How should I take Coumadin?Take Coumadin exactly as prescribed. Your doctor must monitor your condition on a regular basis. Be especially careful to stick to the exact dosage schedule your doctor prescribes. Try to take Coumadin the same time every day.
Carry an identification card that indicates you are taking Coumadin.
What should I avoid while taking Coumadin?Do not take or discontinue any other medication unless directed to do so by your doctor. Avoid alcohol, salicylates such as aspirin (or products that contain aspirin), larger than usual amounts of foods rich in vitamin K (such as liver, vegetable oil, egg yolks, and green leafy vegetables) that can counteract the effect of Coumadin, or any other drastic change in diet.
Avoid activities and sports that could cause an injury and bleeding.
What are possible food and drug interactions associated with Coumadin?Coumadin can interact with a wide variety of drugs, both prescription and over-the-counter. Check with your doctor before taking any medication or vitamin product. Be extremely cautious, too, about taking any herbal remedies and supplements. A wide assortment of herbal products, including St. John's wort, coenzyme Q10, bromelain, dan-shen, dong quai, garlic, cranberry products, and gingko biloba, are known to interact with Coumadin or otherwise affect coagulation.
What are the possible side effects of Coumadin?Side effects cannot be anticipated. If any develop or change in intensity, tell your doctor as soon as possible. Only your doctor can determine if it is safe for you to continue taking this drug.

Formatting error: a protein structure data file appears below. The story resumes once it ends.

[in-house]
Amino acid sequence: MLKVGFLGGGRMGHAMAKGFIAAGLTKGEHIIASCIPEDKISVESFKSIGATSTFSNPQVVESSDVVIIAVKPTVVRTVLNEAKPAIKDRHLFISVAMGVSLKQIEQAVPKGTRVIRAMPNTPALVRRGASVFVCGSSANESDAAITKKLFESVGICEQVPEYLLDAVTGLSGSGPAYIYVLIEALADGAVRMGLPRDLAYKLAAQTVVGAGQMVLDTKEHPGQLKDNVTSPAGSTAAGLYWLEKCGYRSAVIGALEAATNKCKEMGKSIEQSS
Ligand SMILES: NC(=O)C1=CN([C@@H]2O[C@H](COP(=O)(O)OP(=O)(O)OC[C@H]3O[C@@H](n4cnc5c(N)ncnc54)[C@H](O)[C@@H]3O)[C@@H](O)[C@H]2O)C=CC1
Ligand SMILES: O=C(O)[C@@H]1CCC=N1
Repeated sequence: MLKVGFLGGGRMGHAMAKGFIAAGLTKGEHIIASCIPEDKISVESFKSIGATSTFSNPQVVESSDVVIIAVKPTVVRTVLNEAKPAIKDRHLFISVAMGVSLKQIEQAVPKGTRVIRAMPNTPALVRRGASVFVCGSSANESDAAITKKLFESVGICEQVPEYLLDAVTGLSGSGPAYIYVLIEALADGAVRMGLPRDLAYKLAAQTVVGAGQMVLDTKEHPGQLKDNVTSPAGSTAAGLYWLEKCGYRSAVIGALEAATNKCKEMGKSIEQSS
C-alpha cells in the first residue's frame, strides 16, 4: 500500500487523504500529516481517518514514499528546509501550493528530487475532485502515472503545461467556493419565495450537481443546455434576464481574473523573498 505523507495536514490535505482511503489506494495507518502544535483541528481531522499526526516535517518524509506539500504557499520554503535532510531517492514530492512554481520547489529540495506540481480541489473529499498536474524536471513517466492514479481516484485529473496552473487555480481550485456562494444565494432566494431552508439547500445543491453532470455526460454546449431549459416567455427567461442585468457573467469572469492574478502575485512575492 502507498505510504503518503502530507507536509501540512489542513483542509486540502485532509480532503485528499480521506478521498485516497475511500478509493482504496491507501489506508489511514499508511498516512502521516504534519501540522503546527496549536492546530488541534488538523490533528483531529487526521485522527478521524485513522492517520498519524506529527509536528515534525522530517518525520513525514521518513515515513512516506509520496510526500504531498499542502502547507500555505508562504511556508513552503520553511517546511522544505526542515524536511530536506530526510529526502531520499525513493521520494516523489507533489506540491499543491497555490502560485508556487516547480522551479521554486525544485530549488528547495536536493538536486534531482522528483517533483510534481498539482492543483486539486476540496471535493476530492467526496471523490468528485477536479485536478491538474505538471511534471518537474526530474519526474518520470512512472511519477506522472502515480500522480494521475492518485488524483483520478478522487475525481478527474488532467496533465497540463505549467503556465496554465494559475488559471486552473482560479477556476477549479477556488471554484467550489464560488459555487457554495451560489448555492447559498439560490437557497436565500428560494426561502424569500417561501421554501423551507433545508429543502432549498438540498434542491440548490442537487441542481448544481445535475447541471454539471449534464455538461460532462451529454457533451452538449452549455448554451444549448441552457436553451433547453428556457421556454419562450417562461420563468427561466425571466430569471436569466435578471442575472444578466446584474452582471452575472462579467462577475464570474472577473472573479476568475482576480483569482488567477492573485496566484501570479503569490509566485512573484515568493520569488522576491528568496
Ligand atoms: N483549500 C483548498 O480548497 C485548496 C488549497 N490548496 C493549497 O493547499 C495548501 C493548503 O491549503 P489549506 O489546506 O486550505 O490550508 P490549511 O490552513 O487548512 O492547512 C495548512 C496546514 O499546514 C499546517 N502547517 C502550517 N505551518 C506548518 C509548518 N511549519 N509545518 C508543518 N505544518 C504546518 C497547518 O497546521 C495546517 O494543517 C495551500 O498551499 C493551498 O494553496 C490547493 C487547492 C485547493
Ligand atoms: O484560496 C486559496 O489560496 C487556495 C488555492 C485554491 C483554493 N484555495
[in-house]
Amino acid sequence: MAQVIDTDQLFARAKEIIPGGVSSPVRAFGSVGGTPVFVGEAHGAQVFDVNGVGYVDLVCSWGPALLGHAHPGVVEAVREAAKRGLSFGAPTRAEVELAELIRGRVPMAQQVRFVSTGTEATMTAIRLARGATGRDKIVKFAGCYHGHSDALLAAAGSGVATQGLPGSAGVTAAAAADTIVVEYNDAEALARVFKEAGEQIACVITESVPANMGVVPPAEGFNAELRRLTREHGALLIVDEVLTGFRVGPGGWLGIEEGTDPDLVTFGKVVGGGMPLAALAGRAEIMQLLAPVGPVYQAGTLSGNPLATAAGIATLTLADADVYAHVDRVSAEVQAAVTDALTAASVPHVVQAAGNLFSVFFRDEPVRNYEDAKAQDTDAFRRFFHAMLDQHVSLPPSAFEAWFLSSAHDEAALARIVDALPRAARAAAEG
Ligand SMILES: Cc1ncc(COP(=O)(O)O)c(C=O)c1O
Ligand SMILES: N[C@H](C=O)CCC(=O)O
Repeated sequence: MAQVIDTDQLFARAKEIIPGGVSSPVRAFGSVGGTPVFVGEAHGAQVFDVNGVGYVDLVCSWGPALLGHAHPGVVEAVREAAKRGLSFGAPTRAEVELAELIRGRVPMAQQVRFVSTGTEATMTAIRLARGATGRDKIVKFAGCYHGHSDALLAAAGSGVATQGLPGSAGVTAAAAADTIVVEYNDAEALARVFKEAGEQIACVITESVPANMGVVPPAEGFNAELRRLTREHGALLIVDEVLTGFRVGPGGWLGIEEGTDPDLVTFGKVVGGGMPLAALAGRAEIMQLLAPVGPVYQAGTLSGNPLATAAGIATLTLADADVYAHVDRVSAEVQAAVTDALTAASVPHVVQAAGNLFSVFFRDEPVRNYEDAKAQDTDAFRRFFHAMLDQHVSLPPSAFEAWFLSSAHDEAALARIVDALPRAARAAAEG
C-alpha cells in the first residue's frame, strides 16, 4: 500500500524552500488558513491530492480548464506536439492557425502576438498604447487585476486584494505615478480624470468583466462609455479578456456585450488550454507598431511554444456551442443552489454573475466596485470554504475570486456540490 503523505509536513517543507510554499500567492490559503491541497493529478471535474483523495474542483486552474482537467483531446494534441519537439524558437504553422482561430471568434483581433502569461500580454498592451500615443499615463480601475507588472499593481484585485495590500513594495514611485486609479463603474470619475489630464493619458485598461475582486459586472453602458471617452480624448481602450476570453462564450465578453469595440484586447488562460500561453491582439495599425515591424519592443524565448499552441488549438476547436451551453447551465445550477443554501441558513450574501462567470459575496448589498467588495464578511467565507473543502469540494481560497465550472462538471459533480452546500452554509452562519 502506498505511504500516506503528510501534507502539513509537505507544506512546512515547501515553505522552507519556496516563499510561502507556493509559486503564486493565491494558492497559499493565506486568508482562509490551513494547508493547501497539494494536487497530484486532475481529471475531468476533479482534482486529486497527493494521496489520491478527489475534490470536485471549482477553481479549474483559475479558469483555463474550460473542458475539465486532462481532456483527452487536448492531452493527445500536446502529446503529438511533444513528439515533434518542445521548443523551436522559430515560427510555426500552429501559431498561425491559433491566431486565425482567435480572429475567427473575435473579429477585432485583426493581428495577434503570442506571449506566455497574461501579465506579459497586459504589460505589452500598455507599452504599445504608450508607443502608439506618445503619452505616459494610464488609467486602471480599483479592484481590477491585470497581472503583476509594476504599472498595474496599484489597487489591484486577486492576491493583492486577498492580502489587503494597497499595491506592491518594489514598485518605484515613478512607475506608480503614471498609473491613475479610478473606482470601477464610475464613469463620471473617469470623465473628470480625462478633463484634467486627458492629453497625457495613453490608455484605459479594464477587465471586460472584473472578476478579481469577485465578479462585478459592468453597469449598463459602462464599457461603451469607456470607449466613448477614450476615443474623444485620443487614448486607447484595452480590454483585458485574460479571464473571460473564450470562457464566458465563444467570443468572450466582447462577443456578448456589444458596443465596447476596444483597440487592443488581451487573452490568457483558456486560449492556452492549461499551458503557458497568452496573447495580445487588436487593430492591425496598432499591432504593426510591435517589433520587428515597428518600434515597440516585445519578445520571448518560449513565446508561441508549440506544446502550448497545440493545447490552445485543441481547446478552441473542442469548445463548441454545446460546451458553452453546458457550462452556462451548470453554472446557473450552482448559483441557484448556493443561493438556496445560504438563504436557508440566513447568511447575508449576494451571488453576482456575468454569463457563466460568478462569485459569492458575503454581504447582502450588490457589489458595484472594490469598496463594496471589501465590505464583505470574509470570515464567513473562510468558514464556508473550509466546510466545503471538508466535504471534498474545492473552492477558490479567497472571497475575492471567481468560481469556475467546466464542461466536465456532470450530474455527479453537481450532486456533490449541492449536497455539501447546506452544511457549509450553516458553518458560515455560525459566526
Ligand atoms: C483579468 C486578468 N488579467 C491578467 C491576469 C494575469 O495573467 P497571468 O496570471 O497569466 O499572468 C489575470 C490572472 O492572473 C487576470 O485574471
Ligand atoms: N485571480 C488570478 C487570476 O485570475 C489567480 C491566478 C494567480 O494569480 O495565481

Side effects may include: bleeding (signs and symptoms of bleeding include headache, dizziness, or weakness; bleeding from shaving or other cuts that does not stop; nose bleeds; bleeding of the gums when brushing your teeth; throwing up blood; unusual bruising for unknown reasons; red or dark brown urine; red or black color in your stool; more bleeding than usual during your menstrual period or unexpected bleeding from the vagina; unusual pain or swelling)
Treatment with blood thinners may increase the risk of fatty plaque breaking away from the wall of an artery and lodging at another point, causing the blockage of a blood vessel. If you notice any of the following symptoms, contact your doctor immediately: abdominal pain; abrupt and intense pain in the leg, foot, or toes; blood in the urine; bluish mottling of the skin of the legs and hands; foot ulcers; gangrene; high blood pressure; muscle pain; rash; or thigh or back pain.
Purple toes syndrome can occur when taking Coumadin, usually 3-10 weeks after starting therapy. Symptoms include dark purplish or mottled color that turns white when pressure is applied and fades when you elevate your legs; pain and tenderness; and change in intensity of the color over a period of time. If any of these symptoms develop, notify your doctor immediately.
Can I receive Coumadin if I am pregnant or breastfeeding?Do not take Coumadin if you are or may become pregnant because it can cause fatal hemorrhage in the developing baby. If you become pregnant while taking Coumadin, inform your doctor immediately. Avoid breastfeeding while you are taking Coumadin.
What should I do if I miss a dose of Coumadin?If you forget to take a pill, tell your doctor immediately. Take the missed dose as soon as possible on the same day. Do not take two doses at once.
How should I store Coumadin?Store at room temperature in a tightly closed container away from light.